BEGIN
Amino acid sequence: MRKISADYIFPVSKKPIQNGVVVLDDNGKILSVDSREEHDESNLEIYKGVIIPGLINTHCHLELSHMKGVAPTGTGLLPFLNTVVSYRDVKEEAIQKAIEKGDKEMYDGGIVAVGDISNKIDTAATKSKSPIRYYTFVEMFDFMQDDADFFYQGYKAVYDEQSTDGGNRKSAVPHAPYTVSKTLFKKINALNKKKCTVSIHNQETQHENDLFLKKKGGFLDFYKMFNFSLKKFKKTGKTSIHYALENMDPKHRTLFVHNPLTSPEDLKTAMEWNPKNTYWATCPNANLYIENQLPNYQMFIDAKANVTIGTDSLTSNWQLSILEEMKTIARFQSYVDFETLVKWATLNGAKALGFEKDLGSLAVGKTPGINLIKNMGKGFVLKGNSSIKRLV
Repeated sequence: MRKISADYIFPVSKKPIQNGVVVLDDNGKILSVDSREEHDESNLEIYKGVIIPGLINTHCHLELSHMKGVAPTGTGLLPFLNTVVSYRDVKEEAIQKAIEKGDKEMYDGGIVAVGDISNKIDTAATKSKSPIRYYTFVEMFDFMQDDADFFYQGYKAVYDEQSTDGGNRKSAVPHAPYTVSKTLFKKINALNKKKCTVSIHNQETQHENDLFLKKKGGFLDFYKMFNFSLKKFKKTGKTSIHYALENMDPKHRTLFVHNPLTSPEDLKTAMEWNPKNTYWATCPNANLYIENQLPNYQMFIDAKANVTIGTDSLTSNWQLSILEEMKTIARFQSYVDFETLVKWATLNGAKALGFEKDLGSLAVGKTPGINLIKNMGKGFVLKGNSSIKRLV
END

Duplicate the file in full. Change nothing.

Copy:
Amino acid sequence: MRKISADYIFPVSKKPIQNGVVVLDDNGKILSVDSREEHDESNLEIYKGVIIPGLINTHCHLELSHMKGVAPTGTGLLPFLNTVVSYRDVKEEAIQKAIEKGDKEMYDGGIVAVGDISNKIDTAATKSKSPIRYYTFVEMFDFMQDDADFFYQGYKAVYDEQSTDGGNRKSAVPHAPYTVSKTLFKKINALNKKKCTVSIHNQETQHENDLFLKKKGGFLDFYKMFNFSLKKFKKTGKTSIHYALENMDPKHRTLFVHNPLTSPEDLKTAMEWNPKNTYWATCPNANLYIENQLPNYQMFIDAKANVTIGTDSLTSNWQLSILEEMKTIARFQSYVDFETLVKWATLNGAKALGFEKDLGSLAVGKTPGINLIKNMGKGFVLKGNSSIKRLV
Repeated sequence: MRKISADYIFPVSKKPIQNGVVVLDDNGKILSVDSREEHDESNLEIYKGVIIPGLINTHCHLELSHMKGVAPTGTGLLPFLNTVVSYRDVKEEAIQKAIEKGDKEMYDGGIVAVGDISNKIDTAATKSKSPIRYYTFVEMFDFMQDDADFFYQGYKAVYDEQSTDGGNRKSAVPHAPYTVSKTLFKKINALNKKKCTVSIHNQETQHENDLFLKKKGGFLDFYKMFNFSLKKFKKTGKTSIHYALENMDPKHRTLFVHNPLTSPEDLKTAMEWNPKNTYWATCPNANLYIENQLPNYQMFIDAKANVTIGTDSLTSNWQLSILEEMKTIARFQSYVDFETLVKWATLNGAKALGFEKDLGSLAVGKTPGINLIKNMGKGFVLKGNSSIKRLV